When we are very young, our parents and our teachers teach us to share. Increasingly, modern social sciences tell us that humans are, by and large, naturally inclined to be cooperative and collaborative, so the nudges given to us as preschoolers have fertile ground to work with. Our parents and teachers also encourage us to be independent and take initiatives. I took this to heart. My parents tell me that one of my very first utterances as a two-year old was “sef do!” — I want to do it myself. No tales exist of any precocious sharing capacity, so perhaps this story is a case of “never too old to learn”.
This farming project is mine, I mean, I am the one who is doing it. But it is also going to take place in the house and in the yard that I share with Mark, and his income is going to pay for the running costs – for a few years at least. So maybe I was feeling a bit defensive.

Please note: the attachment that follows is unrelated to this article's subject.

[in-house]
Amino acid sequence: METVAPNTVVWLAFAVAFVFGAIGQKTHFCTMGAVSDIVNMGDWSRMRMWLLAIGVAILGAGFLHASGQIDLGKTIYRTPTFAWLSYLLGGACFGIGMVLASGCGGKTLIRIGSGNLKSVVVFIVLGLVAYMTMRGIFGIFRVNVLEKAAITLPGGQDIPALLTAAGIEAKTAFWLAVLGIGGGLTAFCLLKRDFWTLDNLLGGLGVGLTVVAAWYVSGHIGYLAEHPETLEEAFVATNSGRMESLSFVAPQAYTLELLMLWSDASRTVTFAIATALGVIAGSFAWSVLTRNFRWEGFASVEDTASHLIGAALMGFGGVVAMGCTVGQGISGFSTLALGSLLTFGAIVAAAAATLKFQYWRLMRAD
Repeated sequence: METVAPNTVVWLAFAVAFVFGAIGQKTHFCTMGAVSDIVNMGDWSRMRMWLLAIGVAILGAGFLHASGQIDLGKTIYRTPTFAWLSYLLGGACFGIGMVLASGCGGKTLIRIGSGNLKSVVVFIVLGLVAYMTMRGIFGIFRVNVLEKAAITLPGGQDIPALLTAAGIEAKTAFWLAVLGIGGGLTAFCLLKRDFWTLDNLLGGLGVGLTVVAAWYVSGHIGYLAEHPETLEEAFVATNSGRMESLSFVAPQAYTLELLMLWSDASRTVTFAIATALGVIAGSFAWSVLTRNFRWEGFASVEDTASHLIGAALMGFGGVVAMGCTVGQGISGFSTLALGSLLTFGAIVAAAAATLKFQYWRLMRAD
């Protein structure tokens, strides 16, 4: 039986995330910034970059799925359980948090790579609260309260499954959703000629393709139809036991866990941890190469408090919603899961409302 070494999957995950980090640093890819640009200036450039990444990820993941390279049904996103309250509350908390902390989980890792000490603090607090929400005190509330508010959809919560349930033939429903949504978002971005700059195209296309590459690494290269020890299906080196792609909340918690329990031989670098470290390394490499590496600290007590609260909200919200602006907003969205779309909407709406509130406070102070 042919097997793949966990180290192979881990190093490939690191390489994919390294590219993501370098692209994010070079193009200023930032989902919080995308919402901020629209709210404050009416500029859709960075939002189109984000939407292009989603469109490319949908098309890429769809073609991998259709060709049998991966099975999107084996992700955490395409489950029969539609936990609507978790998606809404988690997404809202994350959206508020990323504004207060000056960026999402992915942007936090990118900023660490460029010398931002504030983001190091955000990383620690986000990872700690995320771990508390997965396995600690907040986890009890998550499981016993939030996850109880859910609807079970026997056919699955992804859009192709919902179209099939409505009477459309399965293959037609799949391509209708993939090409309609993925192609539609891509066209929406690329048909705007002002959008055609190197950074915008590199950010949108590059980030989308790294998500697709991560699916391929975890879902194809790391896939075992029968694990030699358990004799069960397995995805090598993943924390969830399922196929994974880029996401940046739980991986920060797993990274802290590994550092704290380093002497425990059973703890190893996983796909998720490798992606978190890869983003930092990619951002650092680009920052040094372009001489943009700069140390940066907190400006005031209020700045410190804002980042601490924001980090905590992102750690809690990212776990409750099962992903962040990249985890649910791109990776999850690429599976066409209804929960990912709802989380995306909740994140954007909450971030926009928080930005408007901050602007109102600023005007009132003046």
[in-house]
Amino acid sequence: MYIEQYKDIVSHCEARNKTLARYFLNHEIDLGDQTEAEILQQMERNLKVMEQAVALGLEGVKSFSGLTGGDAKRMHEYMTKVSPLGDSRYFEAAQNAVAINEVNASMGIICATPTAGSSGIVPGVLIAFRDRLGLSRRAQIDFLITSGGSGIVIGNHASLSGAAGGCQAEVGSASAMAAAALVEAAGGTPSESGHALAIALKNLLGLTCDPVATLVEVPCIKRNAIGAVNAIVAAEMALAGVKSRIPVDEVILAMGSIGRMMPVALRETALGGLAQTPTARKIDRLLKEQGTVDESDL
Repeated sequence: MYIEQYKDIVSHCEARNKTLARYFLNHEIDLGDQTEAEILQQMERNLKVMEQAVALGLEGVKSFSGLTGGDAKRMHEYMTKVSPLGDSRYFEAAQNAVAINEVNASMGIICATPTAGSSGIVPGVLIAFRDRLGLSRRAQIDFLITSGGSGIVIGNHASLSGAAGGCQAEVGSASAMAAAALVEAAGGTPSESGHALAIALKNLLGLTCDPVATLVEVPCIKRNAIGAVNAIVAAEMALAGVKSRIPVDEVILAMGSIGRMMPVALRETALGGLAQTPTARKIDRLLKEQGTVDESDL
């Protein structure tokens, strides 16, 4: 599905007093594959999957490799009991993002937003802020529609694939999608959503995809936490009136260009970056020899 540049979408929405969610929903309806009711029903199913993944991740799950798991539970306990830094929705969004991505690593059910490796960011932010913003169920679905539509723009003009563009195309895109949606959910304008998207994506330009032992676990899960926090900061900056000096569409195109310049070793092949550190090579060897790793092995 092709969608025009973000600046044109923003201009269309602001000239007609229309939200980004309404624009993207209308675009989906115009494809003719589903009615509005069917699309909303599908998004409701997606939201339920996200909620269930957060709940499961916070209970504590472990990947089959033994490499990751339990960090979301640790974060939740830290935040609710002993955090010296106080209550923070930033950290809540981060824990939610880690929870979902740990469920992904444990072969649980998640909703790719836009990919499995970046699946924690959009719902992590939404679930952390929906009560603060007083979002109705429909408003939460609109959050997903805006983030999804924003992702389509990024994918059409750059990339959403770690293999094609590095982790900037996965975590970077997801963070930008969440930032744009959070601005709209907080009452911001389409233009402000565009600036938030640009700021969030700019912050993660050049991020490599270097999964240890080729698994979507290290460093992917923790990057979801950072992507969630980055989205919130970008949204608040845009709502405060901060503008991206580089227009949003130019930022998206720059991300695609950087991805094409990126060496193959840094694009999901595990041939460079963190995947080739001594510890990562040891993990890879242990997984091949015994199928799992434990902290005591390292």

In any case, what happened is that I would talk about plans — “we’ll put a row of fruit trees here, and a pond there, and chickens over in that place” — and Mark would offer some suggestions or ask questions, like “Do those trees grow here?” or “Where will we put snow piles?” and then I would get mad and tell him not to micro-manage MY Project.
Instead of getting mad back, Mark said, “Yeah, it’s your project, but I’d like to be a little part of it. Can we find a role for me?” This led us to identify what expertise Mark has that compliments mine. Mark has a lot of experience coaching colleagues and organizations – helping them define project goals, tasks, and challenges; and figuring out a process to get where they want to go. We decided to use this in the farming project. On a couple of walks and evenings by the fire we used his frameworks for planning. This led us to develop a very useful Project Goals document, and a Resource Need document (more about those next). But the best part of it is that instead of doing it myself, by sharing I have found my very first farm partner. And I like it!